Reputations were also on the line in the case, most notably that of the EU's competition commissioner, Neelie Kroes. She has been criticised by some competition lawyers for not having a clear vision over regulation, making her stand over Microsoft vital in retaining credibility. Defeat could have meant the end of her tenure at the commission.

Has action been taken against the group in the US?

Microsoft's tussle with the EU is not the first time it has attracted the unwelcome attention of anti-trust regulators. At the start of the decade, it also faced a challenge from the US Department of Justice and several US states over the way it used the popularity of its Windows operating system to spread its software.

At one time, there was serious talk of splitting up Microsoft, but the company eventually reached a settlement with US anti-trust regulators in 2001.

The settlement was similar to the EU's verdict, preventing the company from using its operating system to give its software products an unfair advantage. Although its battle with US regulators was not as acrimonious as its European courtroom spat, American authorities continue to monitor Microsoft.

Will the consumer really benefit from the verdict?

In theory, but maybe not in practice. Forcing Microsoft to make its products compatible with those of other companies could lead to greater choice. But, in reality, computer desktops won't be changing any time soon. After the verdict, competition commissioner Kroes admitted that software customers still had as little choice now as they did when the fine was imposed on Microsoft three years ago. Consumers can now buy a version of Microsoft's operating system without its Media Player already installed but the price difference is almost non-existent.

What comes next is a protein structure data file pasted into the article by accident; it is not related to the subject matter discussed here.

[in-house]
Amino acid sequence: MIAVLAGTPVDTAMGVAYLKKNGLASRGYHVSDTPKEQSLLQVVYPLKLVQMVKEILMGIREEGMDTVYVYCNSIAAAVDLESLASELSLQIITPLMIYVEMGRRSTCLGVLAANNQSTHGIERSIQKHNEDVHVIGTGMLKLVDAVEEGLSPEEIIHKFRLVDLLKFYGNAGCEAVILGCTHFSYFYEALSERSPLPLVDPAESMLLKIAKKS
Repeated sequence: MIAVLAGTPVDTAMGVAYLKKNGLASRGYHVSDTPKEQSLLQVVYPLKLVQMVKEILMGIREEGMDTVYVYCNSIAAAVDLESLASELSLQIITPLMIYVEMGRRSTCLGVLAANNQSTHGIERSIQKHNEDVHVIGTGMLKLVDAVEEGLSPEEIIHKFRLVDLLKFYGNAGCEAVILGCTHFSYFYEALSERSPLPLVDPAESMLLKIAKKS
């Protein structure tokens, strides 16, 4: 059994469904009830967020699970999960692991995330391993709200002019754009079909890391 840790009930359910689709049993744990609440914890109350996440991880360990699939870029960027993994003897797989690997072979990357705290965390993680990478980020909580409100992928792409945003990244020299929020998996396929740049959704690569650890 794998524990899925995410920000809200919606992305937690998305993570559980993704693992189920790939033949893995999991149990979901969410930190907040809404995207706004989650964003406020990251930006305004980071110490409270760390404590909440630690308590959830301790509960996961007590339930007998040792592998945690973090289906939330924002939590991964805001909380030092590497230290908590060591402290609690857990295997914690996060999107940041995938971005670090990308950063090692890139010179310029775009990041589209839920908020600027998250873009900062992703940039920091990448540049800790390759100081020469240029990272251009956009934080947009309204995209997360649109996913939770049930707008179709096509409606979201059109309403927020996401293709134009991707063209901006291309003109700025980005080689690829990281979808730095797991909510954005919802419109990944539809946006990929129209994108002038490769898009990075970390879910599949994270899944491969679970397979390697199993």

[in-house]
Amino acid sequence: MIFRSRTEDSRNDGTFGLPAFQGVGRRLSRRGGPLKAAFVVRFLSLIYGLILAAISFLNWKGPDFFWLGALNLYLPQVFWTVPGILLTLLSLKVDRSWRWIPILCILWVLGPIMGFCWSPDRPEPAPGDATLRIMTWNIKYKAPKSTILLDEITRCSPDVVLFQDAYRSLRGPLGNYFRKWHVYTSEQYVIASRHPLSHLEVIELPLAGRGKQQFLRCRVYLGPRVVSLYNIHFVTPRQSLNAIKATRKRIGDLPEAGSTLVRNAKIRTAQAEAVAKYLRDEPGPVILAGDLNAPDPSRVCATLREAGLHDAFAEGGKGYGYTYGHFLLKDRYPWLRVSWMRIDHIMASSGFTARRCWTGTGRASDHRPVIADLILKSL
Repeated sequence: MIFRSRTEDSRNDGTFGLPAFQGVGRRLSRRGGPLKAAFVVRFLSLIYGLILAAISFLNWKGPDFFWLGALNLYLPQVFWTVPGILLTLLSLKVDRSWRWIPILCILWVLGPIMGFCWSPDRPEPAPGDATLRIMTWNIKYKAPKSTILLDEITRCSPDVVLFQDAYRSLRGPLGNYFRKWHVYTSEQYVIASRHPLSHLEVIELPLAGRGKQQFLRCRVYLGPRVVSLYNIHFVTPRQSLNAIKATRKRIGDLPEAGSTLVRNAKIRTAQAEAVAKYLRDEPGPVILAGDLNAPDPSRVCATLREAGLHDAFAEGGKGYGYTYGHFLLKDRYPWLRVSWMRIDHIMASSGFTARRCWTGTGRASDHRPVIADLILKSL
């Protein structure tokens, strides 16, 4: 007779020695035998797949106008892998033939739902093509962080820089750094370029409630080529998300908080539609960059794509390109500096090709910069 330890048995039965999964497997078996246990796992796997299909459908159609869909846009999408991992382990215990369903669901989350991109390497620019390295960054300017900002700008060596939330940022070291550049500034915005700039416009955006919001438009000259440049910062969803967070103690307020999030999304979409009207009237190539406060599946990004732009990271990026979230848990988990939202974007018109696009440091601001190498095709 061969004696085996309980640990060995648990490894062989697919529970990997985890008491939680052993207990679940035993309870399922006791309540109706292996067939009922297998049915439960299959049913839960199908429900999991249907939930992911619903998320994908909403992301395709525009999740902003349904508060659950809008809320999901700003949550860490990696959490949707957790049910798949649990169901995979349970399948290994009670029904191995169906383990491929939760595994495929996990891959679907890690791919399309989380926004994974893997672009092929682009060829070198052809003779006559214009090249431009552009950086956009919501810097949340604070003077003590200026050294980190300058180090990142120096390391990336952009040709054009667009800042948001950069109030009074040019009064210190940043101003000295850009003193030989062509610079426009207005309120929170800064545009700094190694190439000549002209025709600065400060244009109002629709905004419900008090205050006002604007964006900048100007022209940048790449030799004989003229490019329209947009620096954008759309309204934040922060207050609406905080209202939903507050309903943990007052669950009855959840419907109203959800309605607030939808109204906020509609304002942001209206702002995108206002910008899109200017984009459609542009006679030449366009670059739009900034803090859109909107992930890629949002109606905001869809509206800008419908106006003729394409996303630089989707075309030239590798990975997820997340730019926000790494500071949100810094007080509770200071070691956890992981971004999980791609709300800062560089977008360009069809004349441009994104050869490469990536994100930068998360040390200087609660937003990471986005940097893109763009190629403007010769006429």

A trip to the high street will confirm that the software industry still has a long way to go before Microsoft faces some serious competition. Most new PCs come kitted out with Microsoft's latest operating system, Microsoft Vista. And while Apple's iTunes may have stolen a march when it comes to music downloads, Microsoft's Media Player programme is still used by the vast majority of PC users.

So what difference will it make?

It seems to have come too late to weaken Microsoft's position but the ruling could have significant benefits for consumers in other markets. The decision is seen by many analysts as a test case in how a dominant company should behave towards its competitors. The EU clearly thought that Microsoft had a duty to allow the development of fair competition.

In the future, whenever a company is thought to be stifling competition, this ruling could act as a key weapon in boosting competition, which will certainly help consumers in the long run. And the confidence that the verdict has given the EU could lead it to take on big business even more in the future.

Is this really a significant verdict for consumers?


* Big companies have now been warned that they will be punished for anti-competitive action

* There is now the prospect of more competition and greater choice for consumers

* The EU has shown itself to be a viable champion for consumers against big business


* With profits of $1 billion a month, Microsoft can take the fine with little problem

* Microsoft continues to completely dominate the world of computing, despite this nine-year battle

* The only way Microsoft can really be challenged is not through the courtroom, but through creative innovations by competitors